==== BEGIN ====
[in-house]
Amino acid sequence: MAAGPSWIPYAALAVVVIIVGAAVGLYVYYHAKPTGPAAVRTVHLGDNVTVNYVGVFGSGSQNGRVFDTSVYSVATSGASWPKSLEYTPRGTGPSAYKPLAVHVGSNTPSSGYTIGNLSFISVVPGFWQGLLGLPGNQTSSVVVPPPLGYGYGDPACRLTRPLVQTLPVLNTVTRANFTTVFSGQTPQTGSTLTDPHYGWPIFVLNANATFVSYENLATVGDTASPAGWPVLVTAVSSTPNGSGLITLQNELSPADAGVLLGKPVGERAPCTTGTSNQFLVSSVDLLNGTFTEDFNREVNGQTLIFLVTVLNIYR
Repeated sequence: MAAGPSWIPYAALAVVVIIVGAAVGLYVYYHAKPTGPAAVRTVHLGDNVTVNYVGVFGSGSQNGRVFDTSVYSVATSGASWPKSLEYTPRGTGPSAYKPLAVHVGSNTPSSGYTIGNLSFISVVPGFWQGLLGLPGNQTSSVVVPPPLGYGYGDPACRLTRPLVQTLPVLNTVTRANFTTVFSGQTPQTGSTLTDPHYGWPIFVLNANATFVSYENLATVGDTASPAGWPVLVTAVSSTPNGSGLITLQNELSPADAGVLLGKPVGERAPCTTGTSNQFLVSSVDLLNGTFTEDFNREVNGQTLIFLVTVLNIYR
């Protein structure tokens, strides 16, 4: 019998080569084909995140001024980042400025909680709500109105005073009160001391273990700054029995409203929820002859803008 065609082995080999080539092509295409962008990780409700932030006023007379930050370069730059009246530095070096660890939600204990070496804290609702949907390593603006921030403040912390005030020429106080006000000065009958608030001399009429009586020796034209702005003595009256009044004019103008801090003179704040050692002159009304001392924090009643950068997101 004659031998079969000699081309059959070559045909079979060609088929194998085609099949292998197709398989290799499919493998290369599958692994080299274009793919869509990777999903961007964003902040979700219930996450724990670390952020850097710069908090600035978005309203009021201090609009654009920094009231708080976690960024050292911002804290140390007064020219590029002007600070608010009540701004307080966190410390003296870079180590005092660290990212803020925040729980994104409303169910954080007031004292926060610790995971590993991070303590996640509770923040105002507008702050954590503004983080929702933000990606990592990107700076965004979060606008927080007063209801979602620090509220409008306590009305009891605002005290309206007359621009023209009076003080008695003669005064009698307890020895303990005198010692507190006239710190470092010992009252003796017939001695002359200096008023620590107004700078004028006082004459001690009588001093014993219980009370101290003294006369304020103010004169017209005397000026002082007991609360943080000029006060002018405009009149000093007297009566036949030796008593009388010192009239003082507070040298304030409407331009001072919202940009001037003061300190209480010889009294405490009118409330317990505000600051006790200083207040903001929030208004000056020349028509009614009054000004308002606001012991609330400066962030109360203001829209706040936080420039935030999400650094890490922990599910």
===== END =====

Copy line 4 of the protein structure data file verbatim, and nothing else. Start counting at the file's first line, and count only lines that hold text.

């Protein structure tokens, strides 16, 4: 019998080569084909995140001024980042400025909680709500109105005073009160001391273990700054029995409203929820002859803008 065609082995080999080539092509295409962008990780409700932030006023007379930050370069730059009246530095070096660890939600204990070496804290609702949907390593603006921030403040912390005030020429106080006000000065009958608030001399009429009586020796034209702005003595009256009044004019103008801090003179704040050692002159009304001392924090009643950068997101 004659031998079969000699081309059959070559045909079979060609088929194998085609099949292998197709398989290799499919493998290369599958692994080299274009793919869509990777999903961007964003902040979700219930996450724990670390952020850097710069908090600035978005309203009021201090609009654009920094009231708080976690960024050292911002804290140390007064020219590029002007600070608010009540701004307080966190410390003296870079180590005092660290990212803020925040729980994104409303169910954080007031004292926060610790995971590993991070303590996640509770923040105002507008702050954590503004983080929702933000990606990592990107700076965004979060606008927080007063209801979602620090509220409008306590009305009891605002005290309206007359621009023209009076003080008695003669005064009698307890020895303990005198010692507190006239710190470092010992009252003796017939001695002359200096008023620590107004700078004028006082004459001690009588001093014993219980009370101290003294006369304020103010004169017209005397000026002082007991609360943080000029006060002018405009009149000093007297009566036949030796008593009388010192009239003082507070040298304030409407331009001072919202940009001037003061300190209480010889009294405490009118409330317990505000600051006790200083207040903001929030208004000056020349028509009614009054000004308002606001012991609330400066962030109360203001829209706040936080420039935030999400650094890490922990599910």